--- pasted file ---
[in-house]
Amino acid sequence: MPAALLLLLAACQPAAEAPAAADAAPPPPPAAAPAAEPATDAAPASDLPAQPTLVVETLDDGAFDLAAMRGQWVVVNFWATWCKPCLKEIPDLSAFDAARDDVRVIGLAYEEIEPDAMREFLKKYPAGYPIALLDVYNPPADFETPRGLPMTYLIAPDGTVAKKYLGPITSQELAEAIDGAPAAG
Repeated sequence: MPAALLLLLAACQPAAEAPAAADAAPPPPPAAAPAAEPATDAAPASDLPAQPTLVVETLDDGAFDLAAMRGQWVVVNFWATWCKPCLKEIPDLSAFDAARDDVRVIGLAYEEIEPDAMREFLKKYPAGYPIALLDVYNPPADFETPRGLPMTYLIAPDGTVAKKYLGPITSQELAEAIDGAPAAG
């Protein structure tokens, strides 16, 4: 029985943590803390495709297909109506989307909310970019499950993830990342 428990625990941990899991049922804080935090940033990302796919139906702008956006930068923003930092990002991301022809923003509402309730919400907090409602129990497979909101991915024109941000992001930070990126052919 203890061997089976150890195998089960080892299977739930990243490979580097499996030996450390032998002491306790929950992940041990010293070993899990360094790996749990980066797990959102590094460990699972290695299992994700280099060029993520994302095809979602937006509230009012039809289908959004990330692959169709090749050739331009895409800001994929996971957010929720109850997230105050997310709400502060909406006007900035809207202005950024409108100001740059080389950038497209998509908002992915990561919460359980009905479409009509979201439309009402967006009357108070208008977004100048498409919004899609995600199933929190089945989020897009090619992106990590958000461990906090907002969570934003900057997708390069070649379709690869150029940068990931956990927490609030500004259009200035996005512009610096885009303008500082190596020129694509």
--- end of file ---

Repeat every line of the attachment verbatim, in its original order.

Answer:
[in-house]
Amino acid sequence: MPAALLLLLAACQPAAEAPAAADAAPPPPPAAAPAAEPATDAAPASDLPAQPTLVVETLDDGAFDLAAMRGQWVVVNFWATWCKPCLKEIPDLSAFDAARDDVRVIGLAYEEIEPDAMREFLKKYPAGYPIALLDVYNPPADFETPRGLPMTYLIAPDGTVAKKYLGPITSQELAEAIDGAPAAG
Repeated sequence: MPAALLLLLAACQPAAEAPAAADAAPPPPPAAAPAAEPATDAAPASDLPAQPTLVVETLDDGAFDLAAMRGQWVVVNFWATWCKPCLKEIPDLSAFDAARDDVRVIGLAYEEIEPDAMREFLKKYPAGYPIALLDVYNPPADFETPRGLPMTYLIAPDGTVAKKYLGPITSQELAEAIDGAPAAG
């Protein structure tokens, strides 16, 4: 029985943590803390495709297909109506989307909310970019499950993830990342 428990625990941990899991049922804080935090940033990302796919139906702008956006930068923003930092990002991301022809923003509402309730919400907090409602129990497979909101991915024109941000992001930070990126052919 203890061997089976150890195998089960080892299977739930990243490979580097499996030996450390032998002491306790929950992940041990010293070993899990360094790996749990980066797990959102590094460990699972290695299992994700280099060029993520994302095809979602937006509230009012039809289908959004990330692959169709090749050739331009895409800001994929996971957010929720109850997230105050997310709400502060909406006007900035809207202005950024409108100001740059080389950038497209998509908002992915990561919460359980009905479409009509979201439309009402967006009357108070208008977004100048498409919004899609995600199933929190089945989020897009090619992106990590958000461990906090907002969570934003900057997708390069070649379709690869150029940068990931956990927490609030500004259009200035996005512009610096885009303008500082190596020129694509």